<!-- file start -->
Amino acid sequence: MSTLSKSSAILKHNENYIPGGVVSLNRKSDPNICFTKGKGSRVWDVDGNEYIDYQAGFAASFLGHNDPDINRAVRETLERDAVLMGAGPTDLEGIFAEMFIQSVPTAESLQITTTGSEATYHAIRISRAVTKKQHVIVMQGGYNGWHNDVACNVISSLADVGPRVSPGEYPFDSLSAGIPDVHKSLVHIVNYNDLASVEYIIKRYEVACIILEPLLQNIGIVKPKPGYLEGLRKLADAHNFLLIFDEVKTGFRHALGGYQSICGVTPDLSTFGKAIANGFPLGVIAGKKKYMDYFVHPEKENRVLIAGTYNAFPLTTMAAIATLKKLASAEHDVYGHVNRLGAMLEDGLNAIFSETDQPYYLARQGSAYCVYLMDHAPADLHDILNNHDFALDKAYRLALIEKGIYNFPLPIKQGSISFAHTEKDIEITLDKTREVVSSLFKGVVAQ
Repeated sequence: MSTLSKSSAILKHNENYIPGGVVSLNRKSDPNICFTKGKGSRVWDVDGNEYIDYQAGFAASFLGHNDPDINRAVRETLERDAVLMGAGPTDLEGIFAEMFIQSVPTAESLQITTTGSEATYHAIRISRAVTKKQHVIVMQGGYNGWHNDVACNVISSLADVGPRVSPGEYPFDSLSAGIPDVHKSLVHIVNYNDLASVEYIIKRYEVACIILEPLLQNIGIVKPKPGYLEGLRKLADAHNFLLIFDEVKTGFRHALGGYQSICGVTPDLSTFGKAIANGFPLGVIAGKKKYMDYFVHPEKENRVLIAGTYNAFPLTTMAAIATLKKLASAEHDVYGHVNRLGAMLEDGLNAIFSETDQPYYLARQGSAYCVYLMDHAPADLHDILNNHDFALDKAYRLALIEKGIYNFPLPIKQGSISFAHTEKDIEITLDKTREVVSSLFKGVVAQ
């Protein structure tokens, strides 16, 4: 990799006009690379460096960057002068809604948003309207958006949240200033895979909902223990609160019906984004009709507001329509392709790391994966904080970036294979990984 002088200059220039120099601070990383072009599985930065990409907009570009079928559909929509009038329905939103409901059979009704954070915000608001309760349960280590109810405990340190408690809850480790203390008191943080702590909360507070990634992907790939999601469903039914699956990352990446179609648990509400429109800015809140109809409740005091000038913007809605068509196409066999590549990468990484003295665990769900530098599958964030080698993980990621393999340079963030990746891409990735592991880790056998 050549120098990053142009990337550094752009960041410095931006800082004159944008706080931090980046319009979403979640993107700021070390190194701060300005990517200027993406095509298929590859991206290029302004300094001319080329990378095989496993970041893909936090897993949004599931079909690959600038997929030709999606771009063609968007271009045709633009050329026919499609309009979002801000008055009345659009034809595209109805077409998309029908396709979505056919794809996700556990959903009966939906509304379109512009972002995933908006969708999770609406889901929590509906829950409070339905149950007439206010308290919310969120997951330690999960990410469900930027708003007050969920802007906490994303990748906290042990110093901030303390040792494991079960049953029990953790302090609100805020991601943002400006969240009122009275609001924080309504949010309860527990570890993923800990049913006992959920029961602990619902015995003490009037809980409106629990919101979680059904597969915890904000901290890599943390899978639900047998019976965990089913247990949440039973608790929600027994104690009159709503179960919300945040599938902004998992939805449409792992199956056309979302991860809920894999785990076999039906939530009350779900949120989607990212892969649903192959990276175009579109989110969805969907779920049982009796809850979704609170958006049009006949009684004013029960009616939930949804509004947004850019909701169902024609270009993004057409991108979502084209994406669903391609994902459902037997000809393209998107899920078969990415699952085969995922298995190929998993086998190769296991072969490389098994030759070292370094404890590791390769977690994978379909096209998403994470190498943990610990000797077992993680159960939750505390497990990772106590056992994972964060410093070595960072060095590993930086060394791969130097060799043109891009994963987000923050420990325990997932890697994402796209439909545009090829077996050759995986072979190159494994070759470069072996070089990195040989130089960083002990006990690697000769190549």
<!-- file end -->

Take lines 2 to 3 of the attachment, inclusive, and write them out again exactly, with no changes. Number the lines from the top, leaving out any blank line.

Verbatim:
Repeated sequence: MSTLSKSSAILKHNENYIPGGVVSLNRKSDPNICFTKGKGSRVWDVDGNEYIDYQAGFAASFLGHNDPDINRAVRETLERDAVLMGAGPTDLEGIFAEMFIQSVPTAESLQITTTGSEATYHAIRISRAVTKKQHVIVMQGGYNGWHNDVACNVISSLADVGPRVSPGEYPFDSLSAGIPDVHKSLVHIVNYNDLASVEYIIKRYEVACIILEPLLQNIGIVKPKPGYLEGLRKLADAHNFLLIFDEVKTGFRHALGGYQSICGVTPDLSTFGKAIANGFPLGVIAGKKKYMDYFVHPEKENRVLIAGTYNAFPLTTMAAIATLKKLASAEHDVYGHVNRLGAMLEDGLNAIFSETDQPYYLARQGSAYCVYLMDHAPADLHDILNNHDFALDKAYRLALIEKGIYNFPLPIKQGSISFAHTEKDIEITLDKTREVVSSLFKGVVAQ
């Protein structure tokens, strides 16, 4: 990799006009690379460096960057002068809604948003309207958006949240200033895979909902223990609160019906984004009709507001329509392709790391994966904080970036294979990984 002088200059220039120099601070990383072009599985930065990409907009570009079928559909929509009038329905939103409901059979009704954070915000608001309760349960280590109810405990340190408690809850480790203390008191943080702590909360507070990634992907790939999601469903039914699956990352990446179609648990509400429109800015809140109809409740005091000038913007809605068509196409066999590549990468990484003295665990769900530098599958964030080698993980990621393999340079963030990746891409990735592991880790056998 050549120098990053142009990337550094752009960041410095931006800082004159944008706080931090980046319009979403979640993107700021070390190194701060300005990517200027993406095509298929590859991206290029302004300094001319080329990378095989496993970041893909936090897993949004599931079909690959600038997929030709999606771009063609968007271009045709633009050329026919499609309009979002801000008055009345659009034809595209109805077409998309029908396709979505056919794809996700556990959903009966939906509304379109512009972002995933908006969708999770609406889901929590509906829950409070339905149950007439206010308290919310969120997951330690999960990410469900930027708003007050969920802007906490994303990748906290042990110093901030303390040792494991079960049953029990953790302090609100805020991601943002400006969240009122009275609001924080309504949010309860527990570890993923800990049913006992959920029961602990619902015995003490009037809980409106629990919101979680059904597969915890904000901290890599943390899978639900047998019976965990089913247990949440039973608790929600027994104690009159709503179960919300945040599938902004998992939805449409792992199956056309979302991860809920894999785990076999039906939530009350779900949120989607990212892969649903192959990276175009579109989110969805969907779920049982009796809850979704609170958006049009006949009684004013029960009616939930949804509004947004850019909701169902024609270009993004057409991108979502084209994406669903391609994902459902037997000809393209998107899920078969990415699952085969995922298995190929998993086998190769296991072969490389098994030759070292370094404890590791390769977690994978379909096209998403994470190498943990610990000797077992993680159960939750505390497990990772106590056992994972964060410093070595960072060095590993930086060394791969130097060799043109891009994963987000923050420990325990997932890697994402796209439909545009090829077996050759995986072979190159494994070759470069072996070089990195040989130089960083002990006990690697000769190549």